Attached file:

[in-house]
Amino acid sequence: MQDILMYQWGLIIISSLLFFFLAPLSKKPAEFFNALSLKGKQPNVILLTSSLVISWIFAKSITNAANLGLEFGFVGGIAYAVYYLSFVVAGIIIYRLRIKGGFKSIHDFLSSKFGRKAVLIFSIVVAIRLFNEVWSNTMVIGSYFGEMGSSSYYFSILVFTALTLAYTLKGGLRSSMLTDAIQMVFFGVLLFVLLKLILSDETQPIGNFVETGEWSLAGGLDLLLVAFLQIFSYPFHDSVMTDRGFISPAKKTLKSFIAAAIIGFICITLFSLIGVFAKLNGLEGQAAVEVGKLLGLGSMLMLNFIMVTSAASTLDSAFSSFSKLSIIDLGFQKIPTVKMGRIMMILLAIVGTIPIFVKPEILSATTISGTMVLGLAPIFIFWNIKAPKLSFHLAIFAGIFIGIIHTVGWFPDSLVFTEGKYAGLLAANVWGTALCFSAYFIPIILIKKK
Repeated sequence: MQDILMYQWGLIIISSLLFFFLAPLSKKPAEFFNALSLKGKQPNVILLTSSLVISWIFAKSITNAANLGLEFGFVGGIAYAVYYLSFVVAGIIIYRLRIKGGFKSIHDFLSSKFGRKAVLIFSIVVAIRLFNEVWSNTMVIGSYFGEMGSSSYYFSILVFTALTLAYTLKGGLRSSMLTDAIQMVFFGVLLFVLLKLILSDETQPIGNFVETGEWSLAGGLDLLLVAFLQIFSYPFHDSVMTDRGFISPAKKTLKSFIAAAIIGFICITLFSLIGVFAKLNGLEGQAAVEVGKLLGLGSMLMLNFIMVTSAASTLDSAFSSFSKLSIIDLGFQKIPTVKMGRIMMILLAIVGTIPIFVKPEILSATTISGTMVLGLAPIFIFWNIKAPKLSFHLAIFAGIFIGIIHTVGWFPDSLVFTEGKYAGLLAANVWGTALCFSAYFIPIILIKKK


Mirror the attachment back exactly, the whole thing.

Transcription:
[in-house]
Amino acid sequence: MQDILMYQWGLIIISSLLFFFLAPLSKKPAEFFNALSLKGKQPNVILLTSSLVISWIFAKSITNAANLGLEFGFVGGIAYAVYYLSFVVAGIIIYRLRIKGGFKSIHDFLSSKFGRKAVLIFSIVVAIRLFNEVWSNTMVIGSYFGEMGSSSYYFSILVFTALTLAYTLKGGLRSSMLTDAIQMVFFGVLLFVLLKLILSDETQPIGNFVETGEWSLAGGLDLLLVAFLQIFSYPFHDSVMTDRGFISPAKKTLKSFIAAAIIGFICITLFSLIGVFAKLNGLEGQAAVEVGKLLGLGSMLMLNFIMVTSAASTLDSAFSSFSKLSIIDLGFQKIPTVKMGRIMMILLAIVGTIPIFVKPEILSATTISGTMVLGLAPIFIFWNIKAPKLSFHLAIFAGIFIGIIHTVGWFPDSLVFTEGKYAGLLAANVWGTALCFSAYFIPIILIKKK
Repeated sequence: MQDILMYQWGLIIISSLLFFFLAPLSKKPAEFFNALSLKGKQPNVILLTSSLVISWIFAKSITNAANLGLEFGFVGGIAYAVYYLSFVVAGIIIYRLRIKGGFKSIHDFLSSKFGRKAVLIFSIVVAIRLFNEVWSNTMVIGSYFGEMGSSSYYFSILVFTALTLAYTLKGGLRSSMLTDAIQMVFFGVLLFVLLKLILSDETQPIGNFVETGEWSLAGGLDLLLVAFLQIFSYPFHDSVMTDRGFISPAKKTLKSFIAAAIIGFICITLFSLIGVFAKLNGLEGQAAVEVGKLLGLGSMLMLNFIMVTSAASTLDSAFSSFSKLSIIDLGFQKIPTVKMGRIMMILLAIVGTIPIFVKPEILSATTISGTMVLGLAPIFIFWNIKAPKLSFHLAIFAGIFIGIIHTVGWFPDSLVFTEGKYAGLLAANVWGTALCFSAYFIPIILIKKK